“I have coached Travis Prentice, the MAC’s all-time leading rusher. I was at Miami when Deland McCullough played and have defended many of the other great runningbacks the MAC has had to offer. I would have to say that Michael Turner is one of the top three backs I have seen come through the MAC.”

—Terry Hoeppner,
Miami (OH) head coach











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Michael Turner - #32
Tailback
Senior
6-0 * 228 *
North Chicago


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> Q&A with Michael Turner

> Testimonials of Michael Turner



Question & Answer


Question: You’re on several pre-season All-America teams and mentioned as a Heisman Trophy candidate. How does it feel?

Michael Turner: “It’s an honor for me, our program, our coaches, our players. It’s what any player wants. The recognition, hopefully, it gives me a better chance to be where I want to be.”

Q: Where’s that?

MT: “The NFL…”

Q: Where do you see yourself in a year?

MT: “Hopefully, in an NFL training camp.”

Q: Is that your life-long goal?

MT: “It’s always been the NFL. When I first started playing football in the seventh grade, I wanted to play college football even more.”

Q: Have you ever thought about all the guys you’ve played football with since the seventh grade and where you are now?

MT: “Every year (I do). More and more guys don’t make it. It’s a blessing to have such an opportunity right in front of me.”

Q: What does football mean to you?

MT: “It can open doors. It’s a game, but it has given me a scholarship to go to college and an opportunity to make this a career.”

Q: Where did you get this speed?

MT: “My parents didn’t play (football). Maybe my cousin (Robert Turner). He was supposed to have a tryout with the Dallas Cowboys.”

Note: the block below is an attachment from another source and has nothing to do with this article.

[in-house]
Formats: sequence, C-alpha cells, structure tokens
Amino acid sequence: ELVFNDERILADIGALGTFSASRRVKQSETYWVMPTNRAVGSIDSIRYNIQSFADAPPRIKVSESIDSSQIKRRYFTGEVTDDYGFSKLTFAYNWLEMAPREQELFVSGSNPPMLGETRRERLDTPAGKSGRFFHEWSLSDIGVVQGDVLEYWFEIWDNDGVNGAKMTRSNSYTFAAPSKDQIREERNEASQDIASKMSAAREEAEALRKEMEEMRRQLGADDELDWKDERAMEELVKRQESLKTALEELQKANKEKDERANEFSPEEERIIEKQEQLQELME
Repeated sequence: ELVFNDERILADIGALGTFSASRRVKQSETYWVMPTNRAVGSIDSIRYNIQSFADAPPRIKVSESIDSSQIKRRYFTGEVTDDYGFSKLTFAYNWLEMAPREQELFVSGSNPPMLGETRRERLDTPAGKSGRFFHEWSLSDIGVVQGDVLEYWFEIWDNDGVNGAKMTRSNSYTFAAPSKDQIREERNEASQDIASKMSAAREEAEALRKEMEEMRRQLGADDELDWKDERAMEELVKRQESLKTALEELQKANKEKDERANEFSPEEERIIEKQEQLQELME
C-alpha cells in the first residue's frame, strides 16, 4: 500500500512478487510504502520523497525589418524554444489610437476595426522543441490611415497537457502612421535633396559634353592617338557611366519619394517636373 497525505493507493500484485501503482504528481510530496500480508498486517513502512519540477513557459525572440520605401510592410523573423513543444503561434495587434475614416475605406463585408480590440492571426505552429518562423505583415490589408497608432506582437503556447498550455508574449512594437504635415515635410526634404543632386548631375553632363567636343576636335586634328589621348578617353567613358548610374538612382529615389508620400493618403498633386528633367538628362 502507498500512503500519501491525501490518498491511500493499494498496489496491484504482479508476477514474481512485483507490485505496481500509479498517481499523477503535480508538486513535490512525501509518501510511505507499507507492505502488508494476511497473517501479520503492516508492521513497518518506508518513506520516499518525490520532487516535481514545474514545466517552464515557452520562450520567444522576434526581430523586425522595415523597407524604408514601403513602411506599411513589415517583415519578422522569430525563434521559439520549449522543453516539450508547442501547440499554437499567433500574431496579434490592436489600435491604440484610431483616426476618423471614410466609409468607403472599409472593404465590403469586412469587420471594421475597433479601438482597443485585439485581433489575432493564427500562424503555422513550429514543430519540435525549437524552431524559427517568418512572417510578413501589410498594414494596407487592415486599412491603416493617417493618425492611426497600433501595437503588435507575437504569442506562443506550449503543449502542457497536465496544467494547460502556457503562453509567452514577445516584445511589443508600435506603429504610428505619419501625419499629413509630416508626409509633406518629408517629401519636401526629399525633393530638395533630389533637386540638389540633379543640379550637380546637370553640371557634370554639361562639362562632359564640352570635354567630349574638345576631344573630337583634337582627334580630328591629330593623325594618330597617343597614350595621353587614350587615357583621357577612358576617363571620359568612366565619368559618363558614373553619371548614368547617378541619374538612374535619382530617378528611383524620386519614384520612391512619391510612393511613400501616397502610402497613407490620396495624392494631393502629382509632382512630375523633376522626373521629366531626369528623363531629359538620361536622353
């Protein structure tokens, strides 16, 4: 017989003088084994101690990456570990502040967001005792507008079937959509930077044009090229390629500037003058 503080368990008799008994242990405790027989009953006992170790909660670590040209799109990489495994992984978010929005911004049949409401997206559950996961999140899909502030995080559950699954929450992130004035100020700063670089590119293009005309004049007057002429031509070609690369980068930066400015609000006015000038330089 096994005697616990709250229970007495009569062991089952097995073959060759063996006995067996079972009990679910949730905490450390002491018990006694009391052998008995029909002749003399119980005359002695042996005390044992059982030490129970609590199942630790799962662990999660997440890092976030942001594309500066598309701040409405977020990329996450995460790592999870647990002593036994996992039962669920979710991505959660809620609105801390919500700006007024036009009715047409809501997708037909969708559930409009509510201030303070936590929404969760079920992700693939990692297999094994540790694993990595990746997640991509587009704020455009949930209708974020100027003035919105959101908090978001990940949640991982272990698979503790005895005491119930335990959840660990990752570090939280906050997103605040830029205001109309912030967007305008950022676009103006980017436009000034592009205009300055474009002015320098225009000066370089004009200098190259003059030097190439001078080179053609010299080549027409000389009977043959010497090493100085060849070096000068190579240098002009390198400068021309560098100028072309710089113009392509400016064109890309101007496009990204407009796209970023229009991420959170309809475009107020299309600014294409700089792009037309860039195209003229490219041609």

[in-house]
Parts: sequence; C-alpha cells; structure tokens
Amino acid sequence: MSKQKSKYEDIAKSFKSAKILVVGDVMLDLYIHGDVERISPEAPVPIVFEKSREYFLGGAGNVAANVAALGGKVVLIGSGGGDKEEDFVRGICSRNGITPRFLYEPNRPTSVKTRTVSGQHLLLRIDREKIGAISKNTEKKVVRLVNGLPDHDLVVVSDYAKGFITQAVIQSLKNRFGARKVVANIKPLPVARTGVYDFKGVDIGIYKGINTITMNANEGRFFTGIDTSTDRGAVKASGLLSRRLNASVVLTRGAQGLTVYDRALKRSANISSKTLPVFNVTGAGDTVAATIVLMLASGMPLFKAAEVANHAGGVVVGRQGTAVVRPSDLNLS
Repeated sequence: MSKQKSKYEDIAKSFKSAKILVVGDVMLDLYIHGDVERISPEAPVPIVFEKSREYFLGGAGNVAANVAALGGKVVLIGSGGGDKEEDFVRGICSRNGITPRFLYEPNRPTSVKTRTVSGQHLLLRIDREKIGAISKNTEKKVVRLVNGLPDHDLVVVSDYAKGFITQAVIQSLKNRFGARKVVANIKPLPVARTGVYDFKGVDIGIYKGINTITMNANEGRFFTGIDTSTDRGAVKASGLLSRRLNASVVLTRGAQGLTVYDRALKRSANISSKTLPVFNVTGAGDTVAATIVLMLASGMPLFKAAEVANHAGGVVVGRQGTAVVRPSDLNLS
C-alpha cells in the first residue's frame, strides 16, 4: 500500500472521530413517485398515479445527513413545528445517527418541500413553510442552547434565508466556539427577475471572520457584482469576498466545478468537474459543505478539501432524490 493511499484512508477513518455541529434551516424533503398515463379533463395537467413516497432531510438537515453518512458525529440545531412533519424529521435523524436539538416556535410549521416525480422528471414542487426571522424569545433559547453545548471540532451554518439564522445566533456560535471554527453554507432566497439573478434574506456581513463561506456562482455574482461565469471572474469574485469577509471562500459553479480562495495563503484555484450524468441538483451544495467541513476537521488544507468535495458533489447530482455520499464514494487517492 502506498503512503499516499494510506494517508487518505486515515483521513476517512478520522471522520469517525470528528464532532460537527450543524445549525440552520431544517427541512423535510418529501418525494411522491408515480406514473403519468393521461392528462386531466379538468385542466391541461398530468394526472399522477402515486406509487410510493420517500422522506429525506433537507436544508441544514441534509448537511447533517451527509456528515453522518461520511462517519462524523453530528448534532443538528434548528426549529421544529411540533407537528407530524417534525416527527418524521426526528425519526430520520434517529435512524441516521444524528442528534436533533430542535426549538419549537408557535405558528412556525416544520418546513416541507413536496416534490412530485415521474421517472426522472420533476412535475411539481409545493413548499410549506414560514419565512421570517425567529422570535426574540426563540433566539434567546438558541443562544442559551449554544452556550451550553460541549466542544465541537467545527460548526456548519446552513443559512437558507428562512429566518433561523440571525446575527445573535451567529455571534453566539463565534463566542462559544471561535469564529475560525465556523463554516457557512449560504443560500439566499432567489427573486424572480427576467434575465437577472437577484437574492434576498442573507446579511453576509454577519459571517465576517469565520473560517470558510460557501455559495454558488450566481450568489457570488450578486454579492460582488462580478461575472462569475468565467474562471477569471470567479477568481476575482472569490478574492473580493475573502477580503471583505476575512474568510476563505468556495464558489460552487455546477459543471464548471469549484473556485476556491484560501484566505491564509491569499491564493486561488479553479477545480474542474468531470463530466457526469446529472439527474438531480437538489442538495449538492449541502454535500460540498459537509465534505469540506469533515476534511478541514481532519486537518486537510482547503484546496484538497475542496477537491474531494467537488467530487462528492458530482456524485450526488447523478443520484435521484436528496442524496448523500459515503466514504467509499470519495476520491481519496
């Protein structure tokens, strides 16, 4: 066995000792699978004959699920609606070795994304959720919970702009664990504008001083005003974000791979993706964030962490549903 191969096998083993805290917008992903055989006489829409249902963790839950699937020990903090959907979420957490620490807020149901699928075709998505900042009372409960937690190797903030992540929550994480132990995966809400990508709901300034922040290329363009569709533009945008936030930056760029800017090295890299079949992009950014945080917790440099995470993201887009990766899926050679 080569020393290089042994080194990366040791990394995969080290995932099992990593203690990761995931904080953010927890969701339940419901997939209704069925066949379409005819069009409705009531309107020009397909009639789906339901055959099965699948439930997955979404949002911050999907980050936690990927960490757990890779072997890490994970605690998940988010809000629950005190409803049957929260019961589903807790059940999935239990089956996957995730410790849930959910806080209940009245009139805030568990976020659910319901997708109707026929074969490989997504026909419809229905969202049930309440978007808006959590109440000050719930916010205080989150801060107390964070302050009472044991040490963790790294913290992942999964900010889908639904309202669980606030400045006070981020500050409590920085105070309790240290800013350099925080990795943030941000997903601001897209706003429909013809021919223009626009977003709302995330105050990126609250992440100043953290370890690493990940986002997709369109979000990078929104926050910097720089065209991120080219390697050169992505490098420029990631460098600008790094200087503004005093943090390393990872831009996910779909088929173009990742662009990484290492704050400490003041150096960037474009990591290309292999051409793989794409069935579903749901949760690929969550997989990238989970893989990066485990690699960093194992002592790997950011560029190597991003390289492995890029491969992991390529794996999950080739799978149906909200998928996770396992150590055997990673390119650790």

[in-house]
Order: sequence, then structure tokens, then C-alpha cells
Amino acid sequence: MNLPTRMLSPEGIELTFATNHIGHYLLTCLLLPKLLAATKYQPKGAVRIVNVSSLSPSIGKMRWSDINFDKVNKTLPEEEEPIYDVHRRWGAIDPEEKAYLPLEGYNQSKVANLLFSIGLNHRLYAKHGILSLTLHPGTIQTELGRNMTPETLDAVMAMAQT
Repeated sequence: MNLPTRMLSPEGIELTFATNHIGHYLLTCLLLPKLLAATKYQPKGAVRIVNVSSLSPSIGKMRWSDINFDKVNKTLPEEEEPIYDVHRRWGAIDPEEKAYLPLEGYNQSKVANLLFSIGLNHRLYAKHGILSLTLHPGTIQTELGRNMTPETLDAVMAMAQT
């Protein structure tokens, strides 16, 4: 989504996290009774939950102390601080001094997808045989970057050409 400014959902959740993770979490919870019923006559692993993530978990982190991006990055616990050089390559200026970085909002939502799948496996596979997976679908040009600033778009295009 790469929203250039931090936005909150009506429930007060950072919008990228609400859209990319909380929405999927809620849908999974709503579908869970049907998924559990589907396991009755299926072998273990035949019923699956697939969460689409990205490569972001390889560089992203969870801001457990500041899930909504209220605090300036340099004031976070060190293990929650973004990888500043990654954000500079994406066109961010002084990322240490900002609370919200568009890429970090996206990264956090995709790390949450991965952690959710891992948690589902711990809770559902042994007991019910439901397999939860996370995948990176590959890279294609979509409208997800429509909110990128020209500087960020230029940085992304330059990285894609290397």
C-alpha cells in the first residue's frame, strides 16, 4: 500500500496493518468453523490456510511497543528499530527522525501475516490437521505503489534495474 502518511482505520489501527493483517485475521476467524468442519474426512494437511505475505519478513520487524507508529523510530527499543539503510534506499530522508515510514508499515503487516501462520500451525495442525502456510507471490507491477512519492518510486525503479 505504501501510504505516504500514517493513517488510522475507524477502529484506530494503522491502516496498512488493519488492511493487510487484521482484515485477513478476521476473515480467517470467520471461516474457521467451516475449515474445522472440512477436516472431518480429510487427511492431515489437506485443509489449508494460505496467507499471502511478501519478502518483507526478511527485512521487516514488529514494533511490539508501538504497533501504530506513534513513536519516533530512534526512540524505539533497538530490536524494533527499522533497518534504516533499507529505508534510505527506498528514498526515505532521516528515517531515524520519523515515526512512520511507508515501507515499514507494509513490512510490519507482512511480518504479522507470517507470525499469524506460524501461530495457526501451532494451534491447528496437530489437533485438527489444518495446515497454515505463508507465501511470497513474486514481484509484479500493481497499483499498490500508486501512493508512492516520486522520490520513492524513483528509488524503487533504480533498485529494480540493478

Q: Your best time in the 40?

MT: “A :04.38 after my freshman year. I was lighter back then (laughs).”

Q: Do you think your size (six-feet, 228 pounds) and speed make an unusual package?

MT: “I guess it might be unique. The next level (pro football) picks up on that. I don’t know. I just run.”

Q: Why do you play football?

MT: “It’s fun. For me, it’s an escape from everything else. You can enjoy the moment with my teammates and build camaraderie.”

Q: Doesn’t football come at a high price? Aren’t you sore on Sunday?

MT: “Yeah. It’s part of football. Tuesday, you’re back to normal. It’s like the coaches say: If you don’t feel any pain, then you didn’t do anything on Saturday.”

Q: On your favorites’ list, you selected Jim Brown as your all-time NFL runningback. Why him?

MT: “I saw some old films. Jim Brown was ahead of his time. He never showed if he was hurt or anything like that. He may have gotten back up slowly and, on the next play, he would’ve run over you.”

Q: Last year, you finished second in the country in rushing. In the past, Northern Illinois has had two national rushing champions in Mark Kellar and LeShon Johnson. Would you like to follow in their footsteps and win the NCAA rushing title in 2003?

MT: “First, I’d really like to win the football game. Statistics come second. Yeah, I’d like to, but I can’t control that.”

Q: Does some of this pre-season hype or expectations put any pressure on you?

MT: “It’s not a burden. I feel the pressure a little bit. It comes with the territory of being a good runningback. Coach Novak says I will have a target on my jersey. I think it will bring something extra to our games this year.”

Q: What about your good friend and former teammate Thomas Hammock? What wisdom did he pass on to you?